Algeria was inhabited by several prehistoric people, including the Caspian culture, and many empires and dynasties have ruled the region over its history, such as the Romans, Byzantines and the Turkish Ottomans. At the beginning of the 20th century, Algeria had 4 million people.
Today, Algeria is inhabited mostly by Arab-Berber people, with 90% of the population living in the coastal area of the north with the people in the Sahara desert concentrated in oases. There are about 1.5 million remaining nomadic and semi-nomadic people in the country. Algeria is a young country, with 1 in 4 people under the age of 15. Interestingly, women play an important role here, making up 70% of Algeria's lawyers and 60% of its university students.
Algeria Religion, Economy and Politics
97% of the Algerian population is Muslim. There aren't really any other religions with a significant population. The second most popular religion is Christianity with a meager 285,000 followers.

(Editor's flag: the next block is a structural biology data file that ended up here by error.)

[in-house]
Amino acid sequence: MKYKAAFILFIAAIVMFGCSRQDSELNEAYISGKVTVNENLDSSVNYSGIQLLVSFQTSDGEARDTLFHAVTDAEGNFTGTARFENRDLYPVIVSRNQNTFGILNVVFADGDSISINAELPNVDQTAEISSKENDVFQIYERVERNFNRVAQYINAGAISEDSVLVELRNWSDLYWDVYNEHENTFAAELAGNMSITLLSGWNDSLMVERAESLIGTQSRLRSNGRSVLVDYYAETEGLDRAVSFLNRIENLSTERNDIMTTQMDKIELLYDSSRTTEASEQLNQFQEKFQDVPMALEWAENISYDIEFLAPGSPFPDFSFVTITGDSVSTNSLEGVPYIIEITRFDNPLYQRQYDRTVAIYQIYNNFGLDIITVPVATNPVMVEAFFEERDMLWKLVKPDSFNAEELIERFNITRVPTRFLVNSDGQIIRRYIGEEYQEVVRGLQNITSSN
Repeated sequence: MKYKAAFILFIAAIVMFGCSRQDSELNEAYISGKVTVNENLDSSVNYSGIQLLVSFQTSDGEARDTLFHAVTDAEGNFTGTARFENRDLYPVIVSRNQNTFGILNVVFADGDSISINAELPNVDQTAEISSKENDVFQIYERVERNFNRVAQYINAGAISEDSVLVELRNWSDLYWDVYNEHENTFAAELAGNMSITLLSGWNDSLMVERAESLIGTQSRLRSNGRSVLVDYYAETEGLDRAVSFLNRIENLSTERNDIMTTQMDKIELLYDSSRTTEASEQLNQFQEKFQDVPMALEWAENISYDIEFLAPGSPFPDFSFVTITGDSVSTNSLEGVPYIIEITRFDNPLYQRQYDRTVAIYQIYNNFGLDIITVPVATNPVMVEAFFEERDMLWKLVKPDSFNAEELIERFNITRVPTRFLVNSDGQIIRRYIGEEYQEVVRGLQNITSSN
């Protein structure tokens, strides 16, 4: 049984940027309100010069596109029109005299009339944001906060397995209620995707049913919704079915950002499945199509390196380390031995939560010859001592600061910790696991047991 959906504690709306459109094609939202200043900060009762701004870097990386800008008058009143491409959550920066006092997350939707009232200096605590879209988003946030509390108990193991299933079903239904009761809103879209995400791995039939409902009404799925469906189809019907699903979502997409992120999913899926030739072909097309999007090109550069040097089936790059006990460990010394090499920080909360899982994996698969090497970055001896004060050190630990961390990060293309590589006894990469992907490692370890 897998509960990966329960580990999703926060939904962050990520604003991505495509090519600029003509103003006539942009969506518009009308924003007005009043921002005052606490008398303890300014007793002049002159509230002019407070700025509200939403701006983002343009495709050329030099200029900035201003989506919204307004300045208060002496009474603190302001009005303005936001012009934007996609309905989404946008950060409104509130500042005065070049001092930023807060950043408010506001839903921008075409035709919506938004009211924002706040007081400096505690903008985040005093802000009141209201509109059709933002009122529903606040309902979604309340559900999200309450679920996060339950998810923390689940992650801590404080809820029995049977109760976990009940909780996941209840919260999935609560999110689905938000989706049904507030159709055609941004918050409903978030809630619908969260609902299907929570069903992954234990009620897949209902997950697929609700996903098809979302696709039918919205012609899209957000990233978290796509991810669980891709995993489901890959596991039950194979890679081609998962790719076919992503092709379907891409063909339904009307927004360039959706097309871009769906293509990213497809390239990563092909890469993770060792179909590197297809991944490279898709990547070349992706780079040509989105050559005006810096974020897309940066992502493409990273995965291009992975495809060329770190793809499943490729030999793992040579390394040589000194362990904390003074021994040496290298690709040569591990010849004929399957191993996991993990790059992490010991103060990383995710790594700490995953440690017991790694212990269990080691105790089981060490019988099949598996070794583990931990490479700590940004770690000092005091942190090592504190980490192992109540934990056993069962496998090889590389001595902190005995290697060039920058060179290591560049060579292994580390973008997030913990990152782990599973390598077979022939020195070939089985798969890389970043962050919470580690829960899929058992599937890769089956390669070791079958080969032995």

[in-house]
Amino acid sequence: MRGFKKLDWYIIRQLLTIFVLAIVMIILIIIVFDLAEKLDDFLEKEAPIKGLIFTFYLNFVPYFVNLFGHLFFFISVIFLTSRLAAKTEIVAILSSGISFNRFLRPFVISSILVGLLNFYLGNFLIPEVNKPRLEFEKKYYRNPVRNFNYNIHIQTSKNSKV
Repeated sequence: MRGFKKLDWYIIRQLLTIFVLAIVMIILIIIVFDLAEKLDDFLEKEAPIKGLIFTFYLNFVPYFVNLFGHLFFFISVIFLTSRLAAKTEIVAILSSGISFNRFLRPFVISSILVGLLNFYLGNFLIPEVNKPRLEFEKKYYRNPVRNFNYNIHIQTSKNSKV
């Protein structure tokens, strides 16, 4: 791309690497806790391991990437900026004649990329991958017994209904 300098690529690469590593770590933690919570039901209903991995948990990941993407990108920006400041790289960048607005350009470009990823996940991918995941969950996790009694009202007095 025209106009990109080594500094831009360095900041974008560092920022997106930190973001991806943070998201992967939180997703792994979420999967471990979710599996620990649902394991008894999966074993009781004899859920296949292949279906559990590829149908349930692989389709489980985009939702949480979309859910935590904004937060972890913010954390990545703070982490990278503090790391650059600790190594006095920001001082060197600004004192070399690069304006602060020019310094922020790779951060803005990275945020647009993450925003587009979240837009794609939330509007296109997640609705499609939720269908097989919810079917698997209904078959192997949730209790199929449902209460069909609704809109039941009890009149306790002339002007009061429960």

About 96,000 refugees and asylum seekers are living in Algeria, most of whom are from Western Sahara. There are also about 35,000 Chinese migrant workers and up to 165,000 Sahrawis from Western Sahara in refugee camps. Between 600,000 to 2 million Algerian Turks live in Algeria, and they are today known as Kouloughlis.
The largest concentration of Algerians outside of the country are in France, with more than 1.7 million Algerians. Algeria is the second-largest French-speaking country in the world in terms of the number of speakers. An estimated 11 million Algerians read and write in French.
Algeria Population History
The French colonized Algeria during the mid-1800s and around 50,000 emmigrated there during that time. By the 1900s, Europeans accounted for 20% of the population. The French were eventually ousted in 1945 during a war than killed at least 700,000 Algerians.
The Algerians experienced a civil war from 1991-2002 that killed roughly 100,000.